Here are things you can say on the phone to get out of it, in order of most effective:
“My (family member/friend) died”
Ole’ reliable. When you use this excuse, work contacts won’t really bring it up with you later (and if they do, it will be an brief and easy conversation to handle). The key is to use someone close enough to warrant you taking a day or two off, but also won’t require much of a backstory.
Oh yeah, backstories. ALWAYS HAVE A BACKSTORY. They are an essential part of excuses like these. You can’t just drop the “D” grenade and not be prepared for follow-through lying. ALWAYS HAVE A BACKSTORY… it could save your job.
As I was saying, the “dead” person can’t just be anyone. If it’s a parent or sibling, you are bound to this lie for as long as you know your work contacts (not an easy thing for most). It has to be someone relevant enough to play the death card, like a cousin or close-ish friend. You could also go the “make up a fake person” route, but this requires more backstory. From experience, I can tell you that these lies are hard to keep track of years later. You run the risk of someone bringing up Frederick Schmelding, and you’ll be caught red-handed if you respond with a quizzical look or a straight-up “who the fuck is that?”
The most ideal scenario is to use a real person; preferably someone you are not terribly fond of, but are still connected to in some way. The reason? There’s a backstory foundation you can draw from, even if you fabricate a few things just to solidify the pseudo-bond. Plus, if someone brings it up down the road, it’ll be much easier to remember the lie.
“My (immediate relative) had a stroke”
If you are uncomfortable saying that someone passed away, you can always play the reliable “dad had a stroke” angle. Some may argue that this is a more effective excuse, simply because this baby can buy you up to a week off of work. However, the effort that can be required post-excuse sneaks it behind the “someone died” standard-bearer.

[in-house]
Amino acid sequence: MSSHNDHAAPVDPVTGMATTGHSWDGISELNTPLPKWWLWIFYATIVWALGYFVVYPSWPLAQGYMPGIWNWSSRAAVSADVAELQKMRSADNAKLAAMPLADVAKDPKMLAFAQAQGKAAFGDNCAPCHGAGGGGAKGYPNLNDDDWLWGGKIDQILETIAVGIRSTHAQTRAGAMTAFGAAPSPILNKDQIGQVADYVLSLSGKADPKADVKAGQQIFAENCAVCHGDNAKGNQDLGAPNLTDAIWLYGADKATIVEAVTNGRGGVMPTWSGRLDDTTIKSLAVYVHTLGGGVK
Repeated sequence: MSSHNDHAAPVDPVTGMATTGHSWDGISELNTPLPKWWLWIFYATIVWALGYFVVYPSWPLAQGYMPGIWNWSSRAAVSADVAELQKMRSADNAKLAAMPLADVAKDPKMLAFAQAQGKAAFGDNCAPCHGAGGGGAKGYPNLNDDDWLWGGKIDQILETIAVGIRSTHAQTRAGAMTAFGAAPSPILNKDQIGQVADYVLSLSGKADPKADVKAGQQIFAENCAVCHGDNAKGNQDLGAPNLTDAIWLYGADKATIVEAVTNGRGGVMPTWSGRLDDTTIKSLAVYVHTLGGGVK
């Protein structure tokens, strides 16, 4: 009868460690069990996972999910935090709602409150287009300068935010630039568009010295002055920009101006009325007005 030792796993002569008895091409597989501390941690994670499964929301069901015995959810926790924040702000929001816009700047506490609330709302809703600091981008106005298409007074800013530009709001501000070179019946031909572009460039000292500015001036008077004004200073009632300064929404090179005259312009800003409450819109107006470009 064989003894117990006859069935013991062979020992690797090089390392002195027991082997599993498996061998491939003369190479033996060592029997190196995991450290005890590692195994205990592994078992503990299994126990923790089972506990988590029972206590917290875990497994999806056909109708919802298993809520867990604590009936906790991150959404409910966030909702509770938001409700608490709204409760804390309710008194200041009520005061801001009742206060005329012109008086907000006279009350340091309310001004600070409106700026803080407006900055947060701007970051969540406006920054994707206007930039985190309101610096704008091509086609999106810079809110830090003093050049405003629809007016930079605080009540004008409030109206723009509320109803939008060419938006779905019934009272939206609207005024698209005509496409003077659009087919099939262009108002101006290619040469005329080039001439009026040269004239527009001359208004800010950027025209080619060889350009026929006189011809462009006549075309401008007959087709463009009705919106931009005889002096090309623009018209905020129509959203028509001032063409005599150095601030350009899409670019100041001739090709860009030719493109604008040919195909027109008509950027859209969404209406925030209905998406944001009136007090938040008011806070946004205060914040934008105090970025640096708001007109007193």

Despite the risks of the “stroke” excuse, when deployed correctly, it can be a stroke of genius (pun deliciously intended). For starters, most co-workers will leave you alone and maybe even take the load off you for a bit. Your manager? She will be too busy feeling sympathy to notice all that porn you’ve been downloading on your work computer. Yeah, life at work is pretty sweet when everyone thinks something terrible has happened to your family.
Of course, it should be noted that novice liars or genuinely good people should not use this excuse. You will have to be a bit… no, a lot of a scumbag. Ideally, your father would’ve left you when you were young, this way you don’t feel so bad inside when you tell your boss that the poor sap looks like Jim Ross now.
“My kid is sick”
This one is great because it is a well that can be drawn from over and over. The perception is that children get sick all the time, so it’s rare that you’ll get questioned too much about it so long as you don’t abuse it. Even if someone asks how little Bernie is feeling a day later, a quick “much better” or “well enough to go back to school” gets the jackals off your back. The only drawback is if you have a spouse who lives with you… most jobs will probably expect each parent to share the load in staying home with a sick child. If this becomes an issue, refer to excuse #1 on this list.
Important tip: However often you decide to use the “sick child” excuse, make sure you have enough days left to use for when your child actually gets sick (they always find a way to ruin things… excuses, lives).
“Something has happened to my home/method of transportation”
Busted pipes? Shucks, have to stay home and wait for the plumber. Leaking car engine? Rats, looks like I’m spending the day in the “auto repair shop” (aka, a cloud of marijuana). These types of excuses require a bit more creativity as you definitely need a backstory. Nothing worse than some handyman douchebag at your job asking what kind of lug nut your plumber used to stop the flooding (I’ve got a good comeback for that one: “the same one he used to start the flooding of your mom’s cooch”… then slowly back away while a chorus of laughter ensues). There are always lies layered under lies that expert grifters like myself can use to talk their way out of any situation, but if you find that you are not good on your feet when it comes to making shit up on the fly, you shouldn’t be yielding any of these work excuses anyway.